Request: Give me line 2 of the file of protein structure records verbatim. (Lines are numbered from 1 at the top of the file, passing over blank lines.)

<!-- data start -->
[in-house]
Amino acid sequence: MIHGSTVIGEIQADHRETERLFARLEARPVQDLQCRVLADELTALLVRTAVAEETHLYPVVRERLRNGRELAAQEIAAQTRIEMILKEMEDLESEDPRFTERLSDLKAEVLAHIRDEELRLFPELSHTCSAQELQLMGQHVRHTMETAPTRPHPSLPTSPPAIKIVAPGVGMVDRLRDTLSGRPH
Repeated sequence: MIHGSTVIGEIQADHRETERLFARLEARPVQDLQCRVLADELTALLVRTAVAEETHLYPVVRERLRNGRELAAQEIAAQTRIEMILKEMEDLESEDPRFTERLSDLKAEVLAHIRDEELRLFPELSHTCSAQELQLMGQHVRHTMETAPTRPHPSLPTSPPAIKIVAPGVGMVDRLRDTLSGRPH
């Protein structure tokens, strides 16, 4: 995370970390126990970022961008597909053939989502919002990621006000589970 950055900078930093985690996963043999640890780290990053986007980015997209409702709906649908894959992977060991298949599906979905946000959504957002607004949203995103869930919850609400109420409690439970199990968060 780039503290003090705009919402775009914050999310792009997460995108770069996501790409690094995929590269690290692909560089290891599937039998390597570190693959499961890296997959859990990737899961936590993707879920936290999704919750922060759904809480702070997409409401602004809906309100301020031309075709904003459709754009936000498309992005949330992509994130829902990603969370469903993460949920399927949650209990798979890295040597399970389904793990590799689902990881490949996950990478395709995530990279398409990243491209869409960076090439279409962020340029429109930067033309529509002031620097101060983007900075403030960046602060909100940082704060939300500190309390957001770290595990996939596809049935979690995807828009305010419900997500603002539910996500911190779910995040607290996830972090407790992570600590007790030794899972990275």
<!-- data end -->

Amino acid sequence: MIHGSTVIGEIQADHRETERLFARLEARPVQDLQCRVLADELTALLVRTAVAEETHLYPVVRERLRNGRELAAQEIAAQTRIEMILKEMEDLESEDPRFTERLSDLKAEVLAHIRDEELRLFPELSHTCSAQELQLMGQHVRHTMETAPTRPHPSLPTSPPAIKIVAPGVGMVDRLRDTLSGRPH